post by abramdemski · 2014-11-17T00:41:37.000Z · score: 2 (2 votes) · LW · GW · None comments

I've maintained a consistent focus on the approximable when it comes to idealized theories of intelligence. I don't care much how long it takes to converge, but if there \emph{is} no convergent approximation, I figure all bets are off. This is somewhat nonstandard.

There are many levels at which we could focus attention. The real target for algorithms is, of course, practical utility. This has several proxies, including polynomial-time computability and polynomial-time approximability (of various kinds).

Going beyond this, we could focus on computable distriutions (IE, distributions which can be approximated to any desired epsilon by a terminating algorithm); distributions which can be approximated from below, from above, or both; and my typical choice, that which has a convergent approximation at all.

It is also perfectly reasonable in some cases to go to even broader levels. For example, we might have approximable agents which are indexed by ordinals, such that higher ordinals are strictly better in some sense, but we cannot take the limit to give a single approximable super-agent better than all in the set. Rather than computations that converge to a theoretical ideal, we are now forced to choose some sufficiently high ordinal and approximate that. This kind of agent is effectively one Turing jump higher than mere approximability.

It is also possible to consider agents which encompass the whole arithmetic hierarchy, or the analytic hierarchy, or agents which have perfect knowledge of set theory, and so on.

Each of these levels gives rise to a significantly different landscape of possibilities. Our hope with any level we choose is that we can derive useful insights to apply at the practical level. However, the phenomena at each level are significantly different. A path may look promising when examined at one level and impossible when examined at another.

The example of this which I have in mind is the reflective oracle result, which intuitively tells us that it is possible for a rational Bayesian agent to understand environments which include equally-powerful agents, so long as we define a special self-reference call into the agent and allow the agents to take on mixed strategies in a way that makes consistent self-reference possible.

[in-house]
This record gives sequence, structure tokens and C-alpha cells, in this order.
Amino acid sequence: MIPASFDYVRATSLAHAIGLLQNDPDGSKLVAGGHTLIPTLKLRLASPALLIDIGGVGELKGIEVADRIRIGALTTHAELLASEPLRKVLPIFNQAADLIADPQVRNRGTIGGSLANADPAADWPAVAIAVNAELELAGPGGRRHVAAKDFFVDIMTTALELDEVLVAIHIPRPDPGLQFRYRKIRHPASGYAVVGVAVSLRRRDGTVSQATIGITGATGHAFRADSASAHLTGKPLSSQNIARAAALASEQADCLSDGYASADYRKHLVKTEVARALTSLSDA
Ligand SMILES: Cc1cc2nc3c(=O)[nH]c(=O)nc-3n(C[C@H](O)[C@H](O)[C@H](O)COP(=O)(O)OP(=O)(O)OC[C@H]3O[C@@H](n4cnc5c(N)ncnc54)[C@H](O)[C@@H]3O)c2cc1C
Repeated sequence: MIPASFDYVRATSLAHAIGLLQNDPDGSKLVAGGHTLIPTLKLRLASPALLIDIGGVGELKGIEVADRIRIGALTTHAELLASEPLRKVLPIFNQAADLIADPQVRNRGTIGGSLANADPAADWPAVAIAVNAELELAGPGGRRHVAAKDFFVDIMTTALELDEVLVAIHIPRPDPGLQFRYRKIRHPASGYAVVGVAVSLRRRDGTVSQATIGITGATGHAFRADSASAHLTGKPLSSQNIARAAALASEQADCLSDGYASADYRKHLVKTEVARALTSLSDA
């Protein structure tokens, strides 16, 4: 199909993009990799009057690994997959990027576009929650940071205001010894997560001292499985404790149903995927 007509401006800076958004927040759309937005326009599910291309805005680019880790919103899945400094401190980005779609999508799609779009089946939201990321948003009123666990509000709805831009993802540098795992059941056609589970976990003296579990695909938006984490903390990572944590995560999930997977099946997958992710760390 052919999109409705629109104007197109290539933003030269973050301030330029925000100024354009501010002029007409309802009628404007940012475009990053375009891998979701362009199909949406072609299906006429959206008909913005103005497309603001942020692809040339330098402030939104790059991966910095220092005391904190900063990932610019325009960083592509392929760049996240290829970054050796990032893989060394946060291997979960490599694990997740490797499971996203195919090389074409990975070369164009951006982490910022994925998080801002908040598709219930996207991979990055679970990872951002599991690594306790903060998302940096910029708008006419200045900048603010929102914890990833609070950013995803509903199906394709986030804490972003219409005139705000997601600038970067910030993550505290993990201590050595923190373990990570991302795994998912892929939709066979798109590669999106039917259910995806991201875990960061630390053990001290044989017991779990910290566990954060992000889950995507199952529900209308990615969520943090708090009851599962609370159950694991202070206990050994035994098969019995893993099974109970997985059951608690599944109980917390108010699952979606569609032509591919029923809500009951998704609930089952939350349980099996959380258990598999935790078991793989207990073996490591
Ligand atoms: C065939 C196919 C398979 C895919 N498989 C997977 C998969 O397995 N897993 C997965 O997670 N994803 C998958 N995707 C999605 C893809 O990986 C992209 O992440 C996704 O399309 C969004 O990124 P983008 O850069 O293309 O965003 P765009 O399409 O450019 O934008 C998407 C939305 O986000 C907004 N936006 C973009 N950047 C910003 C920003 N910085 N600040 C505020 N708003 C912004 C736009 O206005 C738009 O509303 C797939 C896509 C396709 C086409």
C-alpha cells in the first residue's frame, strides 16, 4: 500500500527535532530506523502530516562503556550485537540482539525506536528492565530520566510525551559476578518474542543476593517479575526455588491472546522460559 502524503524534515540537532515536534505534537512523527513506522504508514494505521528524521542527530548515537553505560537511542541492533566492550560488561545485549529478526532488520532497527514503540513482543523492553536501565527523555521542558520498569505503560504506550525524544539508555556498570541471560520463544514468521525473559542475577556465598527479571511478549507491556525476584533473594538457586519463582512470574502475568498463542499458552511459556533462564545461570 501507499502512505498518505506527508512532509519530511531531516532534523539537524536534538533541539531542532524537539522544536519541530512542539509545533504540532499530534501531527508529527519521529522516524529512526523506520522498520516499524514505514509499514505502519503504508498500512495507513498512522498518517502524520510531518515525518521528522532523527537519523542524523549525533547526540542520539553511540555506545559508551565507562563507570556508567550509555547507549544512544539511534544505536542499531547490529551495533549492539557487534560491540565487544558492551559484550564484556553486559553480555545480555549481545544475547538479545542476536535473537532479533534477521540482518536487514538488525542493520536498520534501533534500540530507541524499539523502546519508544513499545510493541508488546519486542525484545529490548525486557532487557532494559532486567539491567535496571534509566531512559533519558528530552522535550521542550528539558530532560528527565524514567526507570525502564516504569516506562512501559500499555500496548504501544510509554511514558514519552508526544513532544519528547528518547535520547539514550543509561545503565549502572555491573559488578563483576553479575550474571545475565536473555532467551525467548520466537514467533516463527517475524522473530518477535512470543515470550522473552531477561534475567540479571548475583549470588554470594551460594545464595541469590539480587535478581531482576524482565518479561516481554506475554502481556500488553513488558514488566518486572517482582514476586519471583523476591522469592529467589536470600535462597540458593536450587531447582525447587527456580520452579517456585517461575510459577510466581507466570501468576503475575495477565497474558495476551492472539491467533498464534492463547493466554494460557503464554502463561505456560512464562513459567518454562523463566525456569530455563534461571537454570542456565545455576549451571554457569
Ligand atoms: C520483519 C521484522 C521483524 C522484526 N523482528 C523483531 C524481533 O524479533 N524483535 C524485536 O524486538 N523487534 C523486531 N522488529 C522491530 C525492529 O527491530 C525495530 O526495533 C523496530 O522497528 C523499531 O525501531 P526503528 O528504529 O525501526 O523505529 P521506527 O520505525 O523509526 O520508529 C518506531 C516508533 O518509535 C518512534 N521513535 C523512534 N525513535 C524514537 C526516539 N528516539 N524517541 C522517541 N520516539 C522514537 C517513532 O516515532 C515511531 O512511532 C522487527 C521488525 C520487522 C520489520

The method, however, is not approximable. I don't know exactly what happens when we try to put it into the realm of approximability, but we might instead find that no such thing is possible. This might lead us to have a very different feeling of what is possible at the practical level.

The level of approximability seems somewhat special to me in that anything less seems to give up quite a bit, and anything more seems difficult to connect with reality. I don't want to make my message here too strong, though; it seems the important thing is to be aware of the different computational levels we can work at and their connection to reality.

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comment by Benya_Fallenstein (Benja_Fallenstein) · 2014-11-21T03:14:26.000Z · score: 1 (1 votes) · LW · GW

Sorry for the delayed reply! I like this post, and agree with much of what you're saying. I guess I disagree with the particular line you draw, though; I think there's an interesting line, but it's at "is there a Turing machine which will halt and give the answer to this problem" rather than "is there a Turing machine which will spit out the correct answer for a large enough input (but will spit out wrong answers for smaller inputs, and you don't know what number is large enough)". The latter of these doesn't seem that qualitatively different to me from "is there a Turing machine which will give you the correct answer if you give it two large enough numbers (but will spit out wrong answers if the numbers aren't large enough, and what is 'large enough' for the second number depends on what the first number you give it is)", which takes you one more level up the arithmetic hierarchy; the line between the first and the second seems more significant to me than the line between the second and the third.

Regarding the reflective oracle result, yes the version presented in the post is higher up in the arithmetic hierarchy, but I think the variant discussed in this comment thread with Paul is probably approximable. As I said above, though, I'm not convinced that that's actually the right place to put the line. Also, there's of course an "AIXItl-like version" which is computable by limiting itself to hypotheses with bounded source code length and computation time. But most importantly in my mind, I don't actually think it would make sense for any actual agent to compute an oracle like this; the point is to define a notion of perfect Bayesian agent which can reason about worlds containing other perfect Bayesian agents, in the hope that this model will yield useful insights about the real world of logically uncertain agents reasoning about worlds containing other logically uncertain agents, and these logically uncertain agents certainly don't reason about each other by computing out an "oracle" first.

comment by Benya_Fallenstein (Benja_Fallenstein) · 2014-11-21T07:18:48.000Z · score: 0 (0 votes) · LW · GW

...though although I'm guessing the variant of the reflective oracle discussed in the comment thread may be approximable, it seems less likely that a version of AIXI can be defined based on it that would be approximable.